May 12th, 2011

I was just going through the excellent compilation series Africa 50 Years of Music, recently released by Sterns Records, and came across this great track by Menwar.


Menwar is a singer and percussionist from Mauritius island, in the Indian Ocean. I just wrote a blog post about Danyel Waro from Reunion Island in the Indian Ocean, and it strikes me that there are strong similarities between the two. There is a lot of shared history between both islands, but just from listening you can hear the distinctive creole language and they both have gravelly, strong voices backed by trance like percussion.

Menwar is said to have helped modernize sega music- a traditional music form from the creole Indian ocean islands. He was named Artist of the Year by Radio France International in 2006.

Been researching music all morning for my commercial clients and finally came across something that brightened my mood.

The Owiny Sigoma Band was formed when 5 UK musicians went to Kenya to work on a music exchange music, organised by Betty Hughes and Aaron Abraham of the volunteer organisation The Art of Protest which promotes Kenyan music (can’t find more info on them online…). The UK musicians included Jesse Hackett, leader of the awesome electro funk group called Elmore Judd. The Kenyan musicians they were introduced to were Joseph Nyamungu, a master of the nyatiti (8-string lyre) in the Kenyan Luo tradition, as well as Charles Owoko, a drummer specialising in traditional Luo rhythms.


It’s interesting to see how African music is creeping into the indie pop mainstream, with groups like Vampire Weekend sporting African influenced guitar riffs, projects such as The Very Best, Daman Albarn’s collaborations with Amadou & Mariam, and the popularity of albums such as Best of Ethiopiques getting attention outside of the “world music” scene. Not to mention the trend of vintage recordings of African 60’s and 70’s funk and soul coming out on all kinds of labels. The constant ebb and flow of music influences across borders and oceans.

Now comes this interesting collaboration. There are already several things in its favor. Elmore Judd is an electro funk group that have a unique sound. The musicians they met up with, although I didnt know them previously, come from a old and rich musical tradition.

What I like most is the pared down but well thought out instrumentation. Tracks alternate with Jesse Hackett’s distinct singing on some, Luo chanting on others, solo electric guitar melodies and Joseph’s 8 stringed nyatiti, organ and compelling rhythms. Its at once simple, but entrancing with enough complexity and differences between tracks to keep you hooked.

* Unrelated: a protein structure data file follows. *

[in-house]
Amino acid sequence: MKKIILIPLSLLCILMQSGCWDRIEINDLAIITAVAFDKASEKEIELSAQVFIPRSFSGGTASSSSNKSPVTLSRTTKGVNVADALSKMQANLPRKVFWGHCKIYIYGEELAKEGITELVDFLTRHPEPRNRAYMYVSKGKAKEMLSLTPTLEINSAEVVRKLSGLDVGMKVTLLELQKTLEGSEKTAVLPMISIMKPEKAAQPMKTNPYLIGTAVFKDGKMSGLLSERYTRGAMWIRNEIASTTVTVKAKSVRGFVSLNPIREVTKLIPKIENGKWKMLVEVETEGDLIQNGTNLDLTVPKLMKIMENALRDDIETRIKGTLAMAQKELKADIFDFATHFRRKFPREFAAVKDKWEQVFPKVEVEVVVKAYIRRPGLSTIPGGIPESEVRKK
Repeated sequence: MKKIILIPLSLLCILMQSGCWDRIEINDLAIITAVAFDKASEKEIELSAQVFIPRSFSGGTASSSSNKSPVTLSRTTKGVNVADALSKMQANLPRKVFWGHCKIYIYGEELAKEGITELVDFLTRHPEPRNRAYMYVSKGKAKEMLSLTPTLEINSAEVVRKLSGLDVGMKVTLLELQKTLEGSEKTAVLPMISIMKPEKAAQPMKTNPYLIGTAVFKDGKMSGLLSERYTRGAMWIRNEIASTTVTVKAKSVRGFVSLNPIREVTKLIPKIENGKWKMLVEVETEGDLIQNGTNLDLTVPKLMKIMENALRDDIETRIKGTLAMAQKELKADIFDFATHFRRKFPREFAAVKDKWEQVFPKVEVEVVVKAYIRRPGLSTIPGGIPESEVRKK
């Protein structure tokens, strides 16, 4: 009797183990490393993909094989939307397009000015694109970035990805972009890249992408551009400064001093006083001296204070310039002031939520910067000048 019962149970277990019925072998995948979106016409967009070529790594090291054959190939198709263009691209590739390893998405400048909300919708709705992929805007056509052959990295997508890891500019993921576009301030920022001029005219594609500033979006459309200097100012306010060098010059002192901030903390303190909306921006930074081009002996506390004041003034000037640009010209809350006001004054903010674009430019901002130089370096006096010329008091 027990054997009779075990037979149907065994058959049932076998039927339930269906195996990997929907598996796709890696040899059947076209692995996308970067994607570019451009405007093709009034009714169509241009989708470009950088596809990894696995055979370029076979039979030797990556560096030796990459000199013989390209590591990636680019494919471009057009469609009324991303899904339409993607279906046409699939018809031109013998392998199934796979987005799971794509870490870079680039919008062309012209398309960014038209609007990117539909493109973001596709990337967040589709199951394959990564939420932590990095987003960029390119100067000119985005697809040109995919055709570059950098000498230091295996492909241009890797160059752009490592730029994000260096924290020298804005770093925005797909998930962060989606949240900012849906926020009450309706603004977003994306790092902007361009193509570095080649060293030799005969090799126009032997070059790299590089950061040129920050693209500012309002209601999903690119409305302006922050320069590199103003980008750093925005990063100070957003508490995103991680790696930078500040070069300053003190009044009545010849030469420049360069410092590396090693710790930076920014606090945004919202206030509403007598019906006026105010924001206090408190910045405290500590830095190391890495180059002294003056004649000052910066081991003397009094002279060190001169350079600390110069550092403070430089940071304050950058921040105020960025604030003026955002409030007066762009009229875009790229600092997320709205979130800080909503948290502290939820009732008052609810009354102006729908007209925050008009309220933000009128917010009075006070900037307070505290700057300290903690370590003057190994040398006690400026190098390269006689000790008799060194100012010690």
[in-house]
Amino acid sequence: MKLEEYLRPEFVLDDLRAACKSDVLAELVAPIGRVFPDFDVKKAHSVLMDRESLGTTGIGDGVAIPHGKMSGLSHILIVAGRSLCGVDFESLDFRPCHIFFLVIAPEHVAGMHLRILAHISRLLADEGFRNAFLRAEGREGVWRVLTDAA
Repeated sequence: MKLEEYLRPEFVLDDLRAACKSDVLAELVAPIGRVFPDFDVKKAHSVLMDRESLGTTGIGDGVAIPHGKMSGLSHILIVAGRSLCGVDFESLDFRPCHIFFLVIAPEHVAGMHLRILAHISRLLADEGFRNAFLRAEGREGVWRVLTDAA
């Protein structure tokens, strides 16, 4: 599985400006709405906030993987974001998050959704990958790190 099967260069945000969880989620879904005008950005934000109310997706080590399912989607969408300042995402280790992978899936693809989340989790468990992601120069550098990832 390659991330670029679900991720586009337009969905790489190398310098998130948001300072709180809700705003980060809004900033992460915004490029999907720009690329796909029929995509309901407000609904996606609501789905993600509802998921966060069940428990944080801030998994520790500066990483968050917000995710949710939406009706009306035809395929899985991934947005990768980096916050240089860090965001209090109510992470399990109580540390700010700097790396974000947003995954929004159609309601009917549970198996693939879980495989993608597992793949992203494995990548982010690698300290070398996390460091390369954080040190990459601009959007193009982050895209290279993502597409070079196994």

Just realized that track 7 “Owegi Owandho” is in exactly the same entrancing style as Opondo Mugoye’s “Odhiambo Otieno”, track 5 on Limbalimba rock. It was from the East African 1925-48 recordings from the series The Secret Museum of Mankind. They are both from the Kenyan Luo music tradition. Have a listen:

New Luo -UK collab

Old Luo recording

Very exciting that UK musicians are discovering this kind of music and breathing new life into it by exposing it to new audiences and transforming it with their own influences.

Madala Kunene, Zulu guitar legend from South Africa. Just found a best of album “African Classics” and can’t stop listening. Soulful singing and melodies that are entrancing, rooted in Zulu music traditions and spirituality. “When I am playing, my brain is not there. Each time I go to a place I’ve never been before.”


Madala Kunene revived the ‘Madalaine’ style of guitar playing, combining blues & soul with African folk, and developing the trance – like quality of his Zulu folk singing.

“Although Kunene makes the routine musician’s complaints (radio doesn’t go for the “deep stuff”; most promoters are “only interested in money”; “there’s a minister for soccer but not music”), there’s nothing routine about his art. So fuck the McWorld and the kak it sells as soul. Madala Kunene’s alchemy is the real thing. Just do it. Open yourself to this natural mystic and his dwaal jol.” – Richard Pithouse, Green Left

Persian and Greek Lute

March 8th, 2011

A stunning collaboration between the Iranian Kamancheh player, Ardeshir Kamkar, and the Greek pontic lyra player Mathaios Tsahouridis.

The two instruments are related. From wiki: The kamānche or kamāncha (Persian: کمانچه ) is a Persian bowed string instrument related to the bowed rebab, the historical ancestor of the kamancheh and also to the bowed lira of the Byzantine Empire, ancestor of the European violin family.

While researching East African music for the Limbalimba rock playlist I came upon a beautiful song:

Its from an album called Songs the Swahili Sing, songs John Roberts Storm collected and recorded in Kenya and released on his label Original Music.